Editorial: District 68 provides plenty of entertainment, but the drama is real

Posted 1/3/19

The race for the District 68 seat in the Rhode Island House of Representatives has featured more plot twists and dramatic turns than a bad daytime soap. Surprising and entertaining as it’s …

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Editorial: District 68 provides plenty of entertainment, but the drama is real

Posted

The race for the District 68 seat in the Rhode Island House of Representatives has featured more plot twists and dramatic turns than a bad daytime soap. Surprising and entertaining as it’s been, the race has been much better for journalists and political junkies than for the most important constituency — people living in this district.

The shenanigans began last spring. First came a candidate no one had ever heard of — Laufton Ascencao, a progressive Democrat who had just moved into town and changed his name. Then came the June filing deadline, when incumbent Ken Marshall literally waited until the last minute to tell everyone he would not run, but he was throwing his support to fellow Democrat Andy Tyska, who was leaving the Bristol Town Council.

The surprises continued in September, when Mr. Ascencao trounced Mr. Tyska in a Democratic primary. Turns out the progressive had built a formidable following of both volunteers and paid staffers, and his machine had been knocking on doors and winning votes for months.

Libertarian Bill Hunt met Mr. Ascencao in two public debates, when he forcefully questioned the Democrat’s character and “the story” he packaged for voters about his background and his profession.

Mr. Ascencao easily won the election, but the candidate unraveled within days — lies, deception and false campaign finance reports loosening the strings on his careful packaging. Within a month of his victory, he stepped away and gave up the seat. Candidates immediately rushed into the breach.

Bristol Town Councilor Timothy Sweeney announced he was running — and days later, announced he wasn’t. Mr. Tyska announced he would make a second run at it — then never filed his candidates papers. But his wife did. And then three days later, she dropped out.

Warren Town Council president Joseph Depasquale hinted he might run with a cryptic comment on this paper’s website — a hint he later confirmed was true. Then when the filing deadline came and went, “Joey D” was nowhere to be seen. Apparently a friend had failed to drop off his papers in time.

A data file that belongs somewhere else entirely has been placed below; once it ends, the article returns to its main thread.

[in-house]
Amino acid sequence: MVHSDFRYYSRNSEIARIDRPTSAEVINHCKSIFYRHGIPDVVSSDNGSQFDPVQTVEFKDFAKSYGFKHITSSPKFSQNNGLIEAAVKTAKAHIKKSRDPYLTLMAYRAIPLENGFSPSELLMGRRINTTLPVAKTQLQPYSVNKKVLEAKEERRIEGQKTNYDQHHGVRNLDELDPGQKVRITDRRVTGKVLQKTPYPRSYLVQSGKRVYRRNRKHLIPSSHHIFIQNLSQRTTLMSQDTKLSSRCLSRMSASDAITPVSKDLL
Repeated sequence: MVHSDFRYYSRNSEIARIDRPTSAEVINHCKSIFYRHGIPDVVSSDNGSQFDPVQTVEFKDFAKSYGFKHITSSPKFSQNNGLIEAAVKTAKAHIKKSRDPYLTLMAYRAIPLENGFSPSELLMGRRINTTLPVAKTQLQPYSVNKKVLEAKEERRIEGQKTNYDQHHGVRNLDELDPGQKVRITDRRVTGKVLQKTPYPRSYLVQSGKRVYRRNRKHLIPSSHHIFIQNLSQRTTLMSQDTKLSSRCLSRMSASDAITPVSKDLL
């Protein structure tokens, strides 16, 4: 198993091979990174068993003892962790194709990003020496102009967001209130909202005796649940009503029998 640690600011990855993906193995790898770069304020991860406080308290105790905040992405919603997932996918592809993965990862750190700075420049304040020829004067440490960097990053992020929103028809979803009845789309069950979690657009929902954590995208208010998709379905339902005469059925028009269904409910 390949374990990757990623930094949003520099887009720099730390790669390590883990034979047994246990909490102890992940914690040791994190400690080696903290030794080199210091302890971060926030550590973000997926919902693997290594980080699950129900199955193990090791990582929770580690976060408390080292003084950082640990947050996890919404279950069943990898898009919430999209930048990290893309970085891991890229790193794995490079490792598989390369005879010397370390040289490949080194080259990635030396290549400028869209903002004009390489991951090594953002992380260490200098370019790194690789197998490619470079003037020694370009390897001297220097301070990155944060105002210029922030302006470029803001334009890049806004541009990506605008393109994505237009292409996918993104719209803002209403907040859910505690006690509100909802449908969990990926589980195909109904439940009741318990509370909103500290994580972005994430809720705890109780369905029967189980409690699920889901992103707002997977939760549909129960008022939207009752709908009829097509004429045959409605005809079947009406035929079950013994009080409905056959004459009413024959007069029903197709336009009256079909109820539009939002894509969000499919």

Last Friday, up popped two men who had not been seen in political circles in about a decade — Richard Ruggiero in Bristol and Jimmy McCanna in Warren. Former town councilors, they saw an opportunity to get back in the game.

Then there’s the original incumbent in this race. First Mr. Marshall made it clear he will hold onto his seat until there’s a Special Election in March — a position confirmed by the secretary of state’s office. Then on Friday, Mr. Marshall suddenly split with the Democratic party and announced he’s going to run for the permanent seat after all — as an Independent.

Since the campaign announcements began and current office-holders began to declare, many residents have been critical of the prospect (and cost) of more Primaries and more elections. Yet instead of working things out behind the scenes, the Democrats have three candidates on the ballot (creating a Primary next month) and one sitting councilor, John Hanley in Warren.

Libertarian Bill Hunt has been steadfast throughout. He ran for this office two years ago. He ran again this year. He’s running again in March.

And then there’s June Speakman, another progressive Democrat, who is poised to pick up the progressive torch and carry it to the Statehouse.

The voters of District 68 can be excused if they are either confused or disgusted by the whole affair. Yet they do everyone a disservice if they walk away and ignore what’s happening. On a gray, winter day in the near future, a few hundred people are likely to choose the newest member of the Rhode Island General Assembly.

Aggravated (or entertained) as they may be, this is still an important decision, and the character of the candidate really matters. Voters need to pay attention and choose wisely. In this daytime soap, every vote will mean something.

2020 by East Bay Newspapers

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Meet our staff
Jim McGaw

A lifelong Portsmouth resident, Jim graduated from Portsmouth High School in 1982 and earned a journalism degree from the University of Rhode Island in 1986. He's worked two different stints at East Bay Newspapers, for a total of 18 years with the company so far. When not running all over town bringing you the news from Portsmouth, Jim listens to lots and lots and lots of music, watches obscure silent films from the '20s and usually has three books going at once. He also loves to cook crazy New Orleans dishes for his wife of 25 years, Michelle, and their two sons, Jake and Max.